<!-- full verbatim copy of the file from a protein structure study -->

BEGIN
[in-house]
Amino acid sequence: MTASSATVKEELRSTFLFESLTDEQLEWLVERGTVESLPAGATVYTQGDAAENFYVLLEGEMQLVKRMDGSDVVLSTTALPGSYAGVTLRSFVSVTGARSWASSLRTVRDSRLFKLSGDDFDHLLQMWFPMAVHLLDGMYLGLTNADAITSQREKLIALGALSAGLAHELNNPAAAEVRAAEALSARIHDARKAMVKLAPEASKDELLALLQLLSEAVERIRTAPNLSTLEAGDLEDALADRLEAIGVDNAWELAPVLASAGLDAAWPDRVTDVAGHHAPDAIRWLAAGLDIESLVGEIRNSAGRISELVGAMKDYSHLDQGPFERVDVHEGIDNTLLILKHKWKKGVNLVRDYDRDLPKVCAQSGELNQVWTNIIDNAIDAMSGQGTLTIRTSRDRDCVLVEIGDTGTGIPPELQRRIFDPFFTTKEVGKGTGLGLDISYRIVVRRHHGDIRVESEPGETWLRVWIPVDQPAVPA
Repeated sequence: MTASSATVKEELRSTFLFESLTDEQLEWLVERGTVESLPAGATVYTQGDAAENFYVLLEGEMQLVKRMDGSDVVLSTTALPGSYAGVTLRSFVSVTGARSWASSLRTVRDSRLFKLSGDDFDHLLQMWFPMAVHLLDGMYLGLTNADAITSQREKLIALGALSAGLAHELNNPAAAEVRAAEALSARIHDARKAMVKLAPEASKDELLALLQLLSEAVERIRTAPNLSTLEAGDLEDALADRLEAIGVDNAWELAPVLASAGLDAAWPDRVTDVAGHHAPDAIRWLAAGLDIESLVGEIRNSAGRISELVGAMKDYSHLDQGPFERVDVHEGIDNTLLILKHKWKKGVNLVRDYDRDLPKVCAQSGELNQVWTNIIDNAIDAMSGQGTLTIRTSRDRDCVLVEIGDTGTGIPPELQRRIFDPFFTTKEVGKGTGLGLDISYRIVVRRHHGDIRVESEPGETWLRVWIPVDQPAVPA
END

[in-house]
Amino acid sequence: MTASSATVKEELRSTFLFESLTDEQLEWLVERGTVESLPAGATVYTQGDAAENFYVLLEGEMQLVKRMDGSDVVLSTTALPGSYAGVTLRSFVSVTGARSWASSLRTVRDSRLFKLSGDDFDHLLQMWFPMAVHLLDGMYLGLTNADAITSQREKLIALGALSAGLAHELNNPAAAEVRAAEALSARIHDARKAMVKLAPEASKDELLALLQLLSEAVERIRTAPNLSTLEAGDLEDALADRLEAIGVDNAWELAPVLASAGLDAAWPDRVTDVAGHHAPDAIRWLAAGLDIESLVGEIRNSAGRISELVGAMKDYSHLDQGPFERVDVHEGIDNTLLILKHKWKKGVNLVRDYDRDLPKVCAQSGELNQVWTNIIDNAIDAMSGQGTLTIRTSRDRDCVLVEIGDTGTGIPPELQRRIFDPFFTTKEVGKGTGLGLDISYRIVVRRHHGDIRVESEPGETWLRVWIPVDQPAVPA
Repeated sequence: MTASSATVKEELRSTFLFESLTDEQLEWLVERGTVESLPAGATVYTQGDAAENFYVLLEGEMQLVKRMDGSDVVLSTTALPGSYAGVTLRSFVSVTGARSWASSLRTVRDSRLFKLSGDDFDHLLQMWFPMAVHLLDGMYLGLTNADAITSQREKLIALGALSAGLAHELNNPAAAEVRAAEALSARIHDARKAMVKLAPEASKDELLALLQLLSEAVERIRTAPNLSTLEAGDLEDALADRLEAIGVDNAWELAPVLASAGLDAAWPDRVTDVAGHHAPDAIRWLAAGLDIESLVGEIRNSAGRISELVGAMKDYSHLDQGPFERVDVHEGIDNTLLILKHKWKKGVNLVRDYDRDLPKVCAQSGELNQVWTNIIDNAIDAMSGQGTLTIRTSRDRDCVLVEIGDTGTGIPPELQRRIFDPFFTTKEVGKGTGLGLDISYRIVVRRHHGDIRVESEPGETWLRVWIPVDQPAVPA